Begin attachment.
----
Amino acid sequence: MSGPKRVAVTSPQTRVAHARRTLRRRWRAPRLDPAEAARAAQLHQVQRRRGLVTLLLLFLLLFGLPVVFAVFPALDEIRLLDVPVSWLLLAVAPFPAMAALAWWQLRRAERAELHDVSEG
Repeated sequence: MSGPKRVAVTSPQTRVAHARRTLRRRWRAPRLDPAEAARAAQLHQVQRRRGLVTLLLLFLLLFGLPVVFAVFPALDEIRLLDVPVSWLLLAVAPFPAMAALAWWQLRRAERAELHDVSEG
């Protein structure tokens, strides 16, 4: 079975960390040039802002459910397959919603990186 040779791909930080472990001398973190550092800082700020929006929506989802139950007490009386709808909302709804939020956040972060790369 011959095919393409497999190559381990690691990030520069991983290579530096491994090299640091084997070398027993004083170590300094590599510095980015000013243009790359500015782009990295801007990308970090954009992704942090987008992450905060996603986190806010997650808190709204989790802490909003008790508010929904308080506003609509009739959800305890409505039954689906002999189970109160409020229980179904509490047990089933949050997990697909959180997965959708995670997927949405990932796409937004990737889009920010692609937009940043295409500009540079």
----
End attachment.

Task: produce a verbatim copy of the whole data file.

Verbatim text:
Amino acid sequence: MSGPKRVAVTSPQTRVAHARRTLRRRWRAPRLDPAEAARAAQLHQVQRRRGLVTLLLLFLLLFGLPVVFAVFPALDEIRLLDVPVSWLLLAVAPFPAMAALAWWQLRRAERAELHDVSEG
Repeated sequence: MSGPKRVAVTSPQTRVAHARRTLRRRWRAPRLDPAEAARAAQLHQVQRRRGLVTLLLLFLLLFGLPVVFAVFPALDEIRLLDVPVSWLLLAVAPFPAMAALAWWQLRRAERAELHDVSEG
């Protein structure tokens, strides 16, 4: 079975960390040039802002459910397959919603990186 040779791909930080472990001398973190550092800082700020929006929506989802139950007490009386709808909302709804939020956040972060790369 011959095919393409497999190559381990690691990030520069991983290579530096491994090299640091084997070398027993004083170590300094590599510095980015000013243009790359500015782009990295801007990308970090954009992704942090987008992450905060996603986190806010997650808190709204989790802490909003008790508010929904308080506003609509009739959800305890409505039954689906002999189970109160409020229980179904509490047990089933949050997990697909959180997965959708995670997927949405990932796409937004990737889009920010692609937009940043295409500009540079």